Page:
As we saw in our bike check with Patrick Goral in 2019, square-pegging a bike into a round-holed category can be moot. The same goes for Troy Lyon’s steel Proudfoot Resolve. Proudfoot, which is no longer making bikes, made the Resolve as a steel hardtail, capable enough for rough descents, and comfy enough for long days. Whether it’s bikepacking, singletrack riding, or gravel biking, the Resolve still seems to do the trick for riders like Troy, though it won’t be as easy to track one down anymore.
Troy’s Resolve came into his hands through a friend. He had broken a crank arm on his full-suspension bike and his friend Scott graciously offered to lend him the Resolve. Both Troy and Scott previously rode for Proudfoot as ambassadors and were familiar with the steel frames, but Troy had yet to own one.
“I was reluctant at first to borrow his Proudfoot drop bar mountain bike, yet decided to take him up on his offer as a bike was better than no bike to ride.” As he rode it more and more, he realized he was going to have a hard time giving it back. “After a few rides, I was hooked and Scott offered to sell it to me.”
The frame had been in use for a few years already, but with steel’s reputation for a very long fatigue life, the Resolve is likely just getting broken in. Troy bought the bike with a RockShox SID fork with a remote lockout, Mavic carbon wheels wrapped in 2.2-inch-wide Maxxis Ikon tires, and a PNW Cascade dropper post. He’s added a frame bag from Evergreen Bike Threads and is planning to switch some of the levers around, so his dropper post will run from his left shifter, rather than the shifter controlling the fork lockout as it does now.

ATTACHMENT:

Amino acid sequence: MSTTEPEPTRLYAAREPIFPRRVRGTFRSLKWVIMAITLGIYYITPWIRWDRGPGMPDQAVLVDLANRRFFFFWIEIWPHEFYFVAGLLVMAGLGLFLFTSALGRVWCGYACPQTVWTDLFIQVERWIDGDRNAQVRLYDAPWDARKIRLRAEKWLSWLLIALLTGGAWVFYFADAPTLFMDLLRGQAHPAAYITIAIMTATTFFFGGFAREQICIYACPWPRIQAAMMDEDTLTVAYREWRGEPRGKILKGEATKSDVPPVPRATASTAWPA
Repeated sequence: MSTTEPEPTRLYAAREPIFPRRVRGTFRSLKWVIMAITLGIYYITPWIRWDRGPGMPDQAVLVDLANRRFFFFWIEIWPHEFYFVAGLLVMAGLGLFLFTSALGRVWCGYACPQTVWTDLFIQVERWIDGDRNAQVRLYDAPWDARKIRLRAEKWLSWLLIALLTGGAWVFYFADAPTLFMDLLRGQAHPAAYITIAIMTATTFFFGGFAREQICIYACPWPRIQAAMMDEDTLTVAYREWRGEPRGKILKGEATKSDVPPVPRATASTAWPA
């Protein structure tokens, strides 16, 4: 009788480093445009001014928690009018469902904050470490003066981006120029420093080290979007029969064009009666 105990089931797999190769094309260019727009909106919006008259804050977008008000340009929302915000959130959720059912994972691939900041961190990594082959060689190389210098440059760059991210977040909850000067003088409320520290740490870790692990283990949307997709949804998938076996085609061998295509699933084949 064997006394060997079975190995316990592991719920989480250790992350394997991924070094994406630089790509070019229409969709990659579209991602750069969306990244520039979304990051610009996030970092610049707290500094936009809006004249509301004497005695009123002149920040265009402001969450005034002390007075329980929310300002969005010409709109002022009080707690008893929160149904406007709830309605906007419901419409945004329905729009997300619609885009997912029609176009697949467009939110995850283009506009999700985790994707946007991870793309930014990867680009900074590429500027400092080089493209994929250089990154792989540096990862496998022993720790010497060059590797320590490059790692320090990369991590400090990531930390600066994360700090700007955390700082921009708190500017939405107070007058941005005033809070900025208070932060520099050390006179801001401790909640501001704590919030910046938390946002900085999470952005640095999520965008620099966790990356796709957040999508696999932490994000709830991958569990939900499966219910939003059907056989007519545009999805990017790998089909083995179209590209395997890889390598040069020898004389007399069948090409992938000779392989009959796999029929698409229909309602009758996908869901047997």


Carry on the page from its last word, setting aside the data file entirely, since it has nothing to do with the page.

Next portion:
“Given that my preferable hand positions are on the hoods, this will provide better access to my dropper post and being able to adjust on the fly.”
He says he’s been able to get used to descending trail on drop bars without too much difficulty.
“I think this bike excels at being that one bike in your quiver that does it all. It’s not going to be the best climber or descender, yet it tackles most surfaces with efficiency and
As he found the potential of the Resolve, Troy has been taking advantage of the bike’s functionality.
“The first big adventure that this bike called to me, was to ride from Winter Park to Golden, Colorado, via Rollins Pass in one day.” That ride, spanning over singletrack, gravel, and pavement, was over 70 miles with 6,500 feet of elevation gain, even though it drops in elevation.
“Placing several puzzle pieces together to complete the route was half the fun, including a mountain pass rich in history, sweet singletrack, and a few state and county open space parks.”
Troy has his eyes set on a few more dream rides in the future, but as the snow settles in Colorado, they will likely have to wait at least until spring.
“For some time, I have had my heart set on a bikepacking route circumnavigating Mt. Hood in Oregon, while sleeping in a few fire lookouts or huts along the way. I summited
Mt. Hood as my first climbing expedition in 2005, and it would be neat to spend a few days with friends biking around its base while admiring its towering magnificence.
Living in Colorado, there are endless routes to plan and explore, including the Colorado Trail. It would be fun to ride from my home in Golden and ride the entire 560-mile route
to Durango, Colorado.”
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